From covering the uprising in Egypt to gauging the public’s reaction to a proposed Toronto transit fare hike, Storify allows journalists to aggregate social media as a means of storytelling, writes Adam Vrankulj.

From covering the uprising in Egypt to gauging the public’s reaction to a proposed Toronto transit fare hike, Storify allows journalists to aggregate social media as a means of storytelling, writes Adam Vrankulj.



As the subway train I was on slowly chugged
out of the underground tunnel and into the open air to cross the Don Valley
Parkway in Toronto, everybody made a move for his or her cell phone. This is
one of the few places on the subway line where cell phone reception is feasible
and cell reception is a rarity underground.
For the few minutes that the subway is
within cell reception, passengers frantically text, tweet, e-mail and tag
friends in pictures with their phone, but for what? Much of the information on
the internet is fragmented, and much of the content we upload falls deep into
cyber obsolescence in vain.

If journalists are going to use social
media to tell a story, it’s about time we find a way to access it all and truly
capture the collaborative benefits of crowdsourcing online.

Inspired by the revolution in Tunisia,
demonstrators gathered peacefully in Tahrir Square in Cairo on Jan. 25 and
demanded an end to President Hosni Mubarak’s 30-year rule. Social media tools
like Twitter and Facebook were a major organizing tool for these protests and
used to send out messages with specific locations and times for protesters. But
it wasn’t long before the Egyptian government stifled this online
democracy. 

When the government shut down the internet
in Egypt on Jan. 25, and then cell phone service a few days later, the process
of getting any information in or out of Egypt became complicated. People in Egypt
came up with creative and inventive ways to establish an internet connection
despite the blackout, but even then, communication was limited.

As time passed, communication improved and
Twitter was slowly coming alive with tweets from the ground in Egypt.

Covering this story for CBCNews.ca, I made
use of a an online tool called Storify to curate social media content and craft
a narrative to report this story. Curation tools aren’t new online,
but what separates Storify from many of the rest is its ability to find content from a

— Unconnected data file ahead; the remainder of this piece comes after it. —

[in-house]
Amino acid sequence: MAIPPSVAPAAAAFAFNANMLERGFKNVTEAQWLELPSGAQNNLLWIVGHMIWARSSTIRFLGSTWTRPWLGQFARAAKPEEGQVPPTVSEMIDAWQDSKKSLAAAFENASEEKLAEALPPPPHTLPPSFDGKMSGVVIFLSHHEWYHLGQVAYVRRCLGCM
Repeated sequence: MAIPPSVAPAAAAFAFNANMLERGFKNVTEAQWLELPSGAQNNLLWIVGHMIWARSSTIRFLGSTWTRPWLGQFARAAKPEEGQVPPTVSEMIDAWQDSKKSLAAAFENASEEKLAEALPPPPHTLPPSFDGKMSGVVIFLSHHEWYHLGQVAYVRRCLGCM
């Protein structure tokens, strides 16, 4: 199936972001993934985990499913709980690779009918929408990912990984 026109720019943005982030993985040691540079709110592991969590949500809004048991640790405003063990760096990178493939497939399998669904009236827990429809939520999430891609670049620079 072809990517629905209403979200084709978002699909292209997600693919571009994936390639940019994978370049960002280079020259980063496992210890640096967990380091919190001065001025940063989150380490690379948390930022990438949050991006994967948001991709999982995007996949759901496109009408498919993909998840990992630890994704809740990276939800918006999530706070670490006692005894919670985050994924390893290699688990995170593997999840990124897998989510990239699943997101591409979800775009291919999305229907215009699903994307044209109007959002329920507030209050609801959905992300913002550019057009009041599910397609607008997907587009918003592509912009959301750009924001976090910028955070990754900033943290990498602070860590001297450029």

number of various social media websites and incorporate them all into an
easily-digested, cohesive and linear format.

To curate content and report news with
Storify, it’s as simple as selecting a social media platform, determining how
you want to search for content — by user or by keyword, for example — and then
it’s just a matter of dragging your selected media into your workspace and
arranging it in an order that makes sense for the story you’re trying to tell.
All of the pieces to your story are embedded into Storify, and maintain all of
their original assets.

Often, an issue with social media curation
for reporting news is that as a reporter, you are essentially limited to
gathering content from Twitter, leaving much behind. Storify fills in those
blanks: you can access YouTube videos, Facebook, RSS feeds and
Flickr photos, among others.

The ability to draw from a number of
different social media resources allows for greater access to user-generated
multimedia content and provides a deeper understanding of the story, lending
greater credibility to social media reportage, and allowing us to truly reap
the benefits of crowdsourcing in a digital age.

Though its most obvious use is to remotely cover
breaking and developing stories like the recent uprising in Egypt or the
flooding in Australia, the flexibility of Storify gives it a number of
other uses as well. In early January, at the hint of another
transit fare hike, the Toronto Star used Storify as a tool to track online reaction to the proposed hike,
combining articles from the Star, tweets and Facebook messages from users and reports from the TTC. The Star‘s story displayed Storify’s value for gauging online and social media reaction to an issue, but also indicates that it can be a great collaborative tool.

Drawing from popular systems combining
social media and restaurant culture sites like Yelp, people at NYU’s Studio 20
journalism program used Storify to create Social Dining NYC, a website in which users can look up a restaurant to see what the online community
thinks about the fare. Currently there are only five restaurants listed, but the
prevalence of social media food reviews and the versatility of Storify make
Social Dining NYC a service to keep an eye on.

Currently, Storify is available by invite only, but gaining access is easy: Log on to Storify.com, enter your e-mail
address, and an invite will be sent to you by e-mail.

Adam Vrankulj is a journalist with a focus on social media and online development. He works as an Associate Producer for CBCNews.ca Social Media and is in his final semester of a 4-year journalism degree from Ryerson University in Toronto. You can follow him on Twitter @adamvrankulj.

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